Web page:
The rules for legal weed are about to evolve in Colorado, and the change could lead to better access for customers.
When the state approved the first pot shops late last year, only existing medical marijuana dispensaries were given licenses. Whether they converted their medical stores into recreational shops or split the dispensaries in two, these business owners were given a head start on the licensing process.
But come July, that will change. Newcomers to the cannabis business will be allowed to seek licenses for the first time, regardless of their experience with the drug.
“We are going into uncharted territory,” said Sam Kamin, a law professor at the University of Denver. “It’s something that hasn’t happened in medical, and it hasn’t happened in recreational.”
Another current provision of the state’s pot law will also change when the first new businesses open shop in October. Recreational marijuana companies will now be allowed to specialize. No longer will the state require that dispensaries grow their own weed.
One rule will remain, however: Business owners must be Colorado residents.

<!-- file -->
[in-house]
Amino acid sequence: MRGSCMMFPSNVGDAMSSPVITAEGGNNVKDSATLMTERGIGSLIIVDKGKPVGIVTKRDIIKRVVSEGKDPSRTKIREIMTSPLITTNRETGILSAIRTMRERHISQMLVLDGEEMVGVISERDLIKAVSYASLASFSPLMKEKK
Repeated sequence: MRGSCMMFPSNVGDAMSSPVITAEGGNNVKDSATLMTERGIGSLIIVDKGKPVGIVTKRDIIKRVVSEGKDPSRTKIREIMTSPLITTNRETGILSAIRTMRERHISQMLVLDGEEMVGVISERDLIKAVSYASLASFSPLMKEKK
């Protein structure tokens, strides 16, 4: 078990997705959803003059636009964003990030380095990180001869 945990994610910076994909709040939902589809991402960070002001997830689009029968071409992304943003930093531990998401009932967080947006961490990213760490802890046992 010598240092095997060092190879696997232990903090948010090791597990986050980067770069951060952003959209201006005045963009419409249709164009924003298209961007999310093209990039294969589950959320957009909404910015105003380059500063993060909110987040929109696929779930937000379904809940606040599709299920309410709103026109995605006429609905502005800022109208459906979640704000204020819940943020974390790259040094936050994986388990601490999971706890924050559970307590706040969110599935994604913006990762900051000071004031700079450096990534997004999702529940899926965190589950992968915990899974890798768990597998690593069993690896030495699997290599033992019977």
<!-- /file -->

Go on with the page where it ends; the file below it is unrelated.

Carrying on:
By the middle of June, nearly 300 people had registered with the state as potential applicants. The records don’t specify whether businesses plan to grow pot or sell it.
Not every place in Colorado will welcome the new entrepreneurs. Denver has blocked them from locating in the city until at least 2016, while a host of other communities have banned all recreational weed. That includes Colorado Springs, the state’s second-largest city.
And local zoning rules in many places will make it harder to open the businesses that are allowed. So will the difficulties of finding suitable, legal real estate.
“It’s tough to know how many people are really going to apply, said Mike Elliott, executive director of the Marijuana Industry Group. “Running a marijuana business is much, much more difficult than it might initially appear.”
Nor is it clear that demand is strong enough to support more than a few new pot shops. Business has been booming in the retail pot industry, but sales figures are below initial predictions. If the existing stores are satisfying customer demand, it may be hard for new shops to break into the market.
“Right now, we don’t really know what the market can bear,” Elliott said.
Colorado voters legalized recreational cannabis in 2012, along with voters in Washington State. The first retail pot shops opened in Colorado Jan. 1. Legal weed has generated more than $10 million in tax revenue since the start of the year.